RadStudio XE8 gets a component repository!
Amid the myriad of great new features in the RadStudio XE8 release, there is one which I sincerely hope is not overlooked. RadStudio now has a component repository!
The ability to install third party components and controls has always been one of my favorite features of the RadStudio product line. With the addition of a third party component, you can add new, powerful functionality to your application in minutes.
Third party components are something of a double edged sword, but I’ve always felt their advantages outweigh their disadvantages. For example, when you use third party code you are dependent upon that third party to maintain that code, but by the same token you free yourself of the burden of maintaining it yourself. If you select your third party vendor carefully, you’ll benefit greatly from having another business, or individual working for you to keep that technology current.
While this is a very powerful feature of the RadStudio IDE, it has not been without it’s own problems. First of all, installing your selected third party components into the IDE takes time. Each time you upgrade your IDE, you go through the various component installation instructions again. The component market place has also been somewhat fragmented, each component that you’d like to upgrade may be from a different vendor, and you have to source them again and again, each time you upgrade.
Well RadStudio now has a great new feature to free up some of those chores. This feature, named “GetIt” is a component repository built right into the IDE. It’s tucked away under the tools menu…
This repository is already populated with a number of great and popular components for RadStudio. All of the components in the repository at present are also free to use (under their respective open source or free licenses).
We’ll take a glance at what is available in a moment, but first, lets walk through the installation of a component set. Having selected ‘Tools / GetIt’ you’ll be presented with this repository view…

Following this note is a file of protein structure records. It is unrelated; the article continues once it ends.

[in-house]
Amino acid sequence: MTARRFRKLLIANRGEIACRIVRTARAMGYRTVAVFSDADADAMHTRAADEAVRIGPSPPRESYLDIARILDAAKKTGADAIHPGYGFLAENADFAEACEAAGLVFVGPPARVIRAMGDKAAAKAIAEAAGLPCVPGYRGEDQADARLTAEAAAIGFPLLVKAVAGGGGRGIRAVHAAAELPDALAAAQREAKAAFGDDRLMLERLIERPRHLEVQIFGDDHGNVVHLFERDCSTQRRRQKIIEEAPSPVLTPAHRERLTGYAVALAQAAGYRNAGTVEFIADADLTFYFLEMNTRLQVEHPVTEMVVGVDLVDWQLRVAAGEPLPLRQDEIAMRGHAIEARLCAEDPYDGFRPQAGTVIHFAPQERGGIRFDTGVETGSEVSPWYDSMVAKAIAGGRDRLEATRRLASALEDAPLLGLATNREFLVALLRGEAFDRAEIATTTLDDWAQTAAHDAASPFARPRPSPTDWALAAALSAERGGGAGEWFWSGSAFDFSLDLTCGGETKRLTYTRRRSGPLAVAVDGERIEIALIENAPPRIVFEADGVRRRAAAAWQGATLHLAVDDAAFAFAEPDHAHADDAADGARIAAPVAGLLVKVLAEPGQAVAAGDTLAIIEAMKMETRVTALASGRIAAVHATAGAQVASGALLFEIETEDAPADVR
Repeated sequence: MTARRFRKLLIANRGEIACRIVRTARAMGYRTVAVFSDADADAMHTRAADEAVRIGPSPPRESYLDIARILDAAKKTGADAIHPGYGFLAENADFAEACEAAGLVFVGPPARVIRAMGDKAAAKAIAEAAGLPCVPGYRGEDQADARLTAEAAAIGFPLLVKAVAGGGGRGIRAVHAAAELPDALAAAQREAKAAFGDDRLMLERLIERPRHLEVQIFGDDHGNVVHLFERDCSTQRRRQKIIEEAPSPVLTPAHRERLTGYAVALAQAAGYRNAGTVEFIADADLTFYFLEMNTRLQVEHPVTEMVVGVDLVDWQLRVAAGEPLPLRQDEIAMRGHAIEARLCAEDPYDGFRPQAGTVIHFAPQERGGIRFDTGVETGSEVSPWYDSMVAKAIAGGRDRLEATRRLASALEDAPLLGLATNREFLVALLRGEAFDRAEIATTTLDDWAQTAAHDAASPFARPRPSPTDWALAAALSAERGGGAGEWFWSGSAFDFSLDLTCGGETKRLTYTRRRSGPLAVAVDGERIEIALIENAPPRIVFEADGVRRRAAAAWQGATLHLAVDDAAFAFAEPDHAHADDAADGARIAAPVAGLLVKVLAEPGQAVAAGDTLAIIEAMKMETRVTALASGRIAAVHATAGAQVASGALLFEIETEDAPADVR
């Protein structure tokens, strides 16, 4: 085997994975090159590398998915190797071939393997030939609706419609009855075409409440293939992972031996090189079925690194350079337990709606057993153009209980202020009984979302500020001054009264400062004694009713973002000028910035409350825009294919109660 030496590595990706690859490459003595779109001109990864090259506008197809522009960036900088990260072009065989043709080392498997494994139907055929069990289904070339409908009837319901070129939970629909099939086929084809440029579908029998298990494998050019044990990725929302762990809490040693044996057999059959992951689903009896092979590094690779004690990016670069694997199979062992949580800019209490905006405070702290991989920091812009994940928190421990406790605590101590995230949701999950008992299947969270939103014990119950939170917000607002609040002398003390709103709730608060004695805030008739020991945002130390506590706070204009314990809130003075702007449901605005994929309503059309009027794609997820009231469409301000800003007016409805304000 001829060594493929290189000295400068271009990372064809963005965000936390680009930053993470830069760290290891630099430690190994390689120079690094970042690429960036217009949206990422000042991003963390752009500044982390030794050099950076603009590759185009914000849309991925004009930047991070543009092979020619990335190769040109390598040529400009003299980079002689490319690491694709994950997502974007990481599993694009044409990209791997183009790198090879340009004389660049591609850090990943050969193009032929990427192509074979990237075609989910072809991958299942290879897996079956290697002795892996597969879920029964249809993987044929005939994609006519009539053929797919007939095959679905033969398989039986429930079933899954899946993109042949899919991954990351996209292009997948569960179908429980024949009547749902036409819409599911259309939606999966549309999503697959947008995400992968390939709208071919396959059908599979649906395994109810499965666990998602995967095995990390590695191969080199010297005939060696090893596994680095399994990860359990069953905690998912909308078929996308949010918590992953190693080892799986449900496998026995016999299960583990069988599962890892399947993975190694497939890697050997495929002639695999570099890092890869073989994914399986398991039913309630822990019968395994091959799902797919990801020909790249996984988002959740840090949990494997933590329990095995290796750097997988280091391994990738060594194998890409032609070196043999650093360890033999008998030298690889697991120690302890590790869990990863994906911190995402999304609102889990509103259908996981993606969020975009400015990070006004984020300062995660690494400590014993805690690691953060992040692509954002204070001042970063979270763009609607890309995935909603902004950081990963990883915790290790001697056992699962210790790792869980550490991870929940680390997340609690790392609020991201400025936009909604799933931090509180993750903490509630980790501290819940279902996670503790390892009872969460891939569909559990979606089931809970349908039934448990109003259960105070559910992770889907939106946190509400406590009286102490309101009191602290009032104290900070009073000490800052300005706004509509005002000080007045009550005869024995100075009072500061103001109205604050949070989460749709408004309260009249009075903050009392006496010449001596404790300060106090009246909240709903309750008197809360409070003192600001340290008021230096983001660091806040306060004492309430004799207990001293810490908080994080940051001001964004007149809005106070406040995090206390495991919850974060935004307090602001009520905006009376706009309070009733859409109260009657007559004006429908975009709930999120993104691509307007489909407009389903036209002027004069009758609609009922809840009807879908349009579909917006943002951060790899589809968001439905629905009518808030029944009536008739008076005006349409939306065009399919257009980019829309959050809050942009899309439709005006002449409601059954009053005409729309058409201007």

Notice the small arrow buttons at the bottom of the window, allowing you to scroll the available component sets, and the search bar top right. If you hover your mouse pointer over any of the component sets, a brief description of them will scroll into view, so that you know what you’re looking at.
Each component set has a button which allows you to install them into the IDE, or uninstall them from it. If you click on the install button for a component (I selected the Abbrevia components) you’ll be presented with another screen detailing the component dependencies and license agreement.
Having accepted the license terms, you’ll be gifted with a progress bar as the component set is downloaded, and installed right into the IDE.
Upon completion, you don’t even have to restart the IDE, the component is installed and waiting for you in the tool palette!
The items that are currently provided in the repository are some of the more commonly used component sets….
- Abbrevia – Compression components.
- Async Pro – A communications framework.
- Boost – Template based C++ language extensions.
- Essentials TurboPack – Essential controls including calendars, buttons, dialogs and labels.
- Lockbox – Cryptography libraries.
- OnGuard – A system for the creation of trial / demo versions of your applications.
- Orpheus – An award winning UI toolkit.
- Power PDF – PDF document creation tools
- SynEdit – A Powerful syntax highlighting edit control
- SysTools – A utility toolkit including bar codes, precision math, logging and other utilities.
- VirtualTree – One of the most flexible tree controls available today.
Embarcadero are committed to keeping these controls available for each new release of RadStudio, and will be including more component sets as time goes on. At present, my understanding is that both paid and free component sets will be added to the repository from both Embarcadero and Third Parties.
I can’t tell you how long I’ve wanted a feature like this in RadStudio. If you’re as excited as I am about this addition, spread the word! Also, why not ask your component vendors if they’ll be adding their components to the repository?
If you’re a long time Delphi or C++ Builder user as I am, I’m sure this will be a welcome addition to the tool set. If you’re new to Delphi or C++ Builder, then you’re going to really enjoy increasing your capabilities with the addition of these great third party components!
Thanks for reading!